Companion Encyclopedia of Theology

Companion Encyclopedia of Theology

Companion Encyclopedia of Theology

Companion Encyclopedia of Theology


In 48 separately-authored, self-contained articles by an international team of both Christian and Jewish theologians and practitioners, this Companion provides a thorough examination of the place of Christianity in the modern world.


Leslie Houlden and Peter Byrne

The aim of this Companion Encyclopedia is to provide as comprehensive a guide as possible to the present state of Christian theology in its Western academic manifestations and in the setting of the modern world. To understand the present, especially in the case of a long-standing phenomenon like Christianity, it is necessary to be aware of the past. So here there is much history as well as contemporary reflection and assessment.

The contributors are drawn from many different traditions of belief and thought, but all reflect broadly the assumptions and methods of the modern Western academy, and write as analysts rather than propagandists. No attempt has been made to seek or impose a single viewpoint, and readers will sometimes find themselves presented with different angles on the same material. Inevitably, too, some features of the scene will recur, most notably the eighteenth-century Enlightenment: readers will at least become convinced of the cruciality of this episode, greater, from a modern standpoint, in many ways than even the early period or the Reformation. At the same time, however far-reaching the developments or the applications which it undergoes, Christian theology never loses sight of the originating impulse given by Jesus of Nazareth. Behind and beneath all the ideas and all the books, it rests on the story that centres on him.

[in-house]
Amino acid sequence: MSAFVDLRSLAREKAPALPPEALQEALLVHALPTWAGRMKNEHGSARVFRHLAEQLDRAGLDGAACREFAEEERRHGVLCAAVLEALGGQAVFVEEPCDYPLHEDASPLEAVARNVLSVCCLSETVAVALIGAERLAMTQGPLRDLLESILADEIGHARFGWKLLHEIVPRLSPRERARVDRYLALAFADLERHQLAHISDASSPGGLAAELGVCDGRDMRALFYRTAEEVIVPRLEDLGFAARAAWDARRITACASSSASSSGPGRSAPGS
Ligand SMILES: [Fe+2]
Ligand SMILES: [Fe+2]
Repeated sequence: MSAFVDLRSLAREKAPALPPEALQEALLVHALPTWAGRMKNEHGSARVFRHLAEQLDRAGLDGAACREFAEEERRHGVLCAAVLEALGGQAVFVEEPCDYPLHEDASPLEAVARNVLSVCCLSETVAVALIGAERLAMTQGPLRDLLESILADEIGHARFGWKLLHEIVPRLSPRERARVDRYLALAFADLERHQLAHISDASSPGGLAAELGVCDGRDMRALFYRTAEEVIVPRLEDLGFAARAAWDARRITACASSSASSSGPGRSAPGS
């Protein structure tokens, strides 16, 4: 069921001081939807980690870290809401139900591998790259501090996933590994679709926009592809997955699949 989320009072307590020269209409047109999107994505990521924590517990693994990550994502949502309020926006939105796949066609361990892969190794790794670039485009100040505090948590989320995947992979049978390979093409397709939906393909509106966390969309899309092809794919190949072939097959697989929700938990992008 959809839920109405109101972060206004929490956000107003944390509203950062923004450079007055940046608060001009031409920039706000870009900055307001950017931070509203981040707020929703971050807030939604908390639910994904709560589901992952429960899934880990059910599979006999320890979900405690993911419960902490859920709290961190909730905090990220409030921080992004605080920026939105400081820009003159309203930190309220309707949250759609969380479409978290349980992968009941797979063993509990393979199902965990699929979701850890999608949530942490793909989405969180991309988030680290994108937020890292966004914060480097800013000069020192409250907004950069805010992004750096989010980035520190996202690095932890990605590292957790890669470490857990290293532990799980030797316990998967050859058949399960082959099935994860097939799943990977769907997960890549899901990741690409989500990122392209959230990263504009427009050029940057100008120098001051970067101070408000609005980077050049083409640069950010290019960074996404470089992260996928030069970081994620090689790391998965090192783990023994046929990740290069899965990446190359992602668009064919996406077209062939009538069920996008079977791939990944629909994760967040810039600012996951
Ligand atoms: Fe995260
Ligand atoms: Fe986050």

Modern Christian theology (and everything in this book is ‘modern’ in standpoint even when it examines writings and ideas of the distant past) is far from being a unified phenomenon. In the first place, there are significant differences of theological agenda, ethos, priority and content between the various Christian Churches, from the largest to the smallest; and, especially in the case of the great Churches, there are also significant internal differences, traceable both to history and to contemporary movements of thought and life. Thus, the Anglican Communion contains strong ‘Catholic’, ‘Protestant’ and ‘liberal’ elements, and the Roman Catholic Church includes both traditionalists and reformists.

Second, theology involves different styles and emphases according to the

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